Specifying a default root object for static website subdirectories on AWS Cloudfront

Hosting your static website on AWS S3 is a great way to serve high availability static content. On S3 it’s easy to specify a default root object for subdirectories, however you may run into some problems when trying to access this S3 bucket and its content through a Cloudfront distribution.

The problem can occur when you want to use default root objects in subdirectories on Cloudfront. Your website may generate pretty paths using subdirectories as the access URL, and have the content in these folders using an index.html file.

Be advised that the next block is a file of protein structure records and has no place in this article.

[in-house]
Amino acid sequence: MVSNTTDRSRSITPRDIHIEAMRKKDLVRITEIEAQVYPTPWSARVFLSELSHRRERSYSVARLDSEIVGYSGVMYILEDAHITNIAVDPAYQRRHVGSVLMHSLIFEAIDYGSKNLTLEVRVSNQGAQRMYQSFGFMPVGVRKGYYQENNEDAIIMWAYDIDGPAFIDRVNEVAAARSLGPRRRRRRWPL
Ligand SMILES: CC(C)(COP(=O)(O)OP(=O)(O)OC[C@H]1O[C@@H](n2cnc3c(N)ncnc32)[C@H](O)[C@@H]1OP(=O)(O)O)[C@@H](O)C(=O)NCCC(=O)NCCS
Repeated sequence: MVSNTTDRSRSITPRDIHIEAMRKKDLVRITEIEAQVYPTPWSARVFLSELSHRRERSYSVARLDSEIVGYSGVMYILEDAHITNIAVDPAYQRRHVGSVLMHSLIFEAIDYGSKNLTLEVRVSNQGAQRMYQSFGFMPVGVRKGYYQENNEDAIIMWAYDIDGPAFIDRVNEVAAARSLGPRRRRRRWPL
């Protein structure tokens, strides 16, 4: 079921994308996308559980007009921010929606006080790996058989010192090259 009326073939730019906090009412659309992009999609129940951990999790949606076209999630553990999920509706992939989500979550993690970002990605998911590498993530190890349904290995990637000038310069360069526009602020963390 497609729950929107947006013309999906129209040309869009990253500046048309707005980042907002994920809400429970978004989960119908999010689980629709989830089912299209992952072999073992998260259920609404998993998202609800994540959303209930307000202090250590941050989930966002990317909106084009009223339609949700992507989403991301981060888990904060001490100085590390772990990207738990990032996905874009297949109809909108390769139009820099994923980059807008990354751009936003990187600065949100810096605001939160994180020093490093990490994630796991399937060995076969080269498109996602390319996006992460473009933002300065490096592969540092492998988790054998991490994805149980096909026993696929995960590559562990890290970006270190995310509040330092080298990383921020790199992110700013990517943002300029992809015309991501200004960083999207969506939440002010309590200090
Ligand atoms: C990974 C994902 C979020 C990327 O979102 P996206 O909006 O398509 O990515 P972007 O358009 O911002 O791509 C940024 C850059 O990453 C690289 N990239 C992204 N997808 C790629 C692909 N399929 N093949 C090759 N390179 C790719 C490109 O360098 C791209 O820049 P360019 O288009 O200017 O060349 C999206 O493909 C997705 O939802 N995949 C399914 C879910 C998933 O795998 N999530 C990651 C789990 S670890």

e.g. https://stevepapa.com/my-great-new-post/ would be expected to work the same way as: https://stevepapa.com/my-great-new-post/index.html

This works without any extra effort on S3. Cloudfront however, which is accessing the same bucket will return a 404, even if you specify a default root object on the Cloudfront distribution and the S3 bucket.

There’s a clever little way to get these flowing through to the Cloudfront distribution, and it involves changing the source origin from the one that Cloudfront presents to you by default.

When selecting the origin source Cloudfront will show you a list of S3 buckets.

Cloudfront select S3 source

Instead of setting the source from the bucket shown in the dropdown list, you’ll need to grab the static web hosting endpoint for that resource from its S3 settings page and pop it in manually.

S3 show web hosting

Using the static source for the Cloudfront distribution origin means any request to that distribution will be using the S3’s root object lookup, and your 404 responses should disappear as the references flow through.